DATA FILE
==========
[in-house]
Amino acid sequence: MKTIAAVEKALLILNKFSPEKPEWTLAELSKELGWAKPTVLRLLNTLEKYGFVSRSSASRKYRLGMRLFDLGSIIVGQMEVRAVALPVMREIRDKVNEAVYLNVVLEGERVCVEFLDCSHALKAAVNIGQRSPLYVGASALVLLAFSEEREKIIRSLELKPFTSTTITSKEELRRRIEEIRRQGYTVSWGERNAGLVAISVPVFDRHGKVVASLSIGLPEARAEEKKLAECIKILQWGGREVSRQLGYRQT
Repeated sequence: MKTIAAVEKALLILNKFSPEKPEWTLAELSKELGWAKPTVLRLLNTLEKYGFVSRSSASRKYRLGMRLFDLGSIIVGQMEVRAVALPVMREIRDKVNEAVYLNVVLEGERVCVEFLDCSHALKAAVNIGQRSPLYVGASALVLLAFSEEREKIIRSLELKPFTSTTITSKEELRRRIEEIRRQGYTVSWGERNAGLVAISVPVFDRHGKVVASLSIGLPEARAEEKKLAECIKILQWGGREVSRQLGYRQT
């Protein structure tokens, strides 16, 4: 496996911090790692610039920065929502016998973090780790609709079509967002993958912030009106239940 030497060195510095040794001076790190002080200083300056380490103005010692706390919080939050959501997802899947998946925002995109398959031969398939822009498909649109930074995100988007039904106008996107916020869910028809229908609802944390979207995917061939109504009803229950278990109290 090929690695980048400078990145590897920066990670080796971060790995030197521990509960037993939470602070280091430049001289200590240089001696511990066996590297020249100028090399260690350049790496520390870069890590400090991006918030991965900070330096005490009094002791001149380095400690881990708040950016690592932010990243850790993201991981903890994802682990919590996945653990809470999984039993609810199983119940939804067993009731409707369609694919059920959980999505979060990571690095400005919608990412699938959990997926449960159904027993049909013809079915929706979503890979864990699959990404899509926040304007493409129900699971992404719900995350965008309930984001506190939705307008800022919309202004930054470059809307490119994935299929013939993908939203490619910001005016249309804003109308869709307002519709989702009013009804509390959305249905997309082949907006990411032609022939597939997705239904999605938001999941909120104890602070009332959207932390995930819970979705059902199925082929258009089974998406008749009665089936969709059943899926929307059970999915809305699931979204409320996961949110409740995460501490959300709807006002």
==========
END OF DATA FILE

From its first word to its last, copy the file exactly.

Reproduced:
[in-house]
Amino acid sequence: MKTIAAVEKALLILNKFSPEKPEWTLAELSKELGWAKPTVLRLLNTLEKYGFVSRSSASRKYRLGMRLFDLGSIIVGQMEVRAVALPVMREIRDKVNEAVYLNVVLEGERVCVEFLDCSHALKAAVNIGQRSPLYVGASALVLLAFSEEREKIIRSLELKPFTSTTITSKEELRRRIEEIRRQGYTVSWGERNAGLVAISVPVFDRHGKVVASLSIGLPEARAEEKKLAECIKILQWGGREVSRQLGYRQT
Repeated sequence: MKTIAAVEKALLILNKFSPEKPEWTLAELSKELGWAKPTVLRLLNTLEKYGFVSRSSASRKYRLGMRLFDLGSIIVGQMEVRAVALPVMREIRDKVNEAVYLNVVLEGERVCVEFLDCSHALKAAVNIGQRSPLYVGASALVLLAFSEEREKIIRSLELKPFTSTTITSKEELRRRIEEIRRQGYTVSWGERNAGLVAISVPVFDRHGKVVASLSIGLPEARAEEKKLAECIKILQWGGREVSRQLGYRQT
């Protein structure tokens, strides 16, 4: 496996911090790692610039920065929502016998973090780790609709079509967002993958912030009106239940 030497060195510095040794001076790190002080200083300056380490103005010692706390919080939050959501997802899947998946925002995109398959031969398939822009498909649109930074995100988007039904106008996107916020869910028809229908609802944390979207995917061939109504009803229950278990109290 090929690695980048400078990145590897920066990670080796971060790995030197521990509960037993939470602070280091430049001289200590240089001696511990066996590297020249100028090399260690350049790496520390870069890590400090991006918030991965900070330096005490009094002791001149380095400690881990708040950016690592932010990243850790993201991981903890994802682990919590996945653990809470999984039993609810199983119940939804067993009731409707369609694919059920959980999505979060990571690095400005919608990412699938959990997926449960159904027993049909013809079915929706979503890979864990699959990404899509926040304007493409129900699971992404719900995350965008309930984001506190939705307008800022919309202004930054470059809307490119994935299929013939993908939203490619910001005016249309804003109308869709307002519709989702009013009804509390959305249905997309082949907006990411032609022939597939997705239904999605938001999941909120104890602070009332959207932390995930819970979705059902199925082929258009089974998406008749009665089936969709059943899926929307059970999915809305699931979204409320996961949110409740995460501490959300709807006002």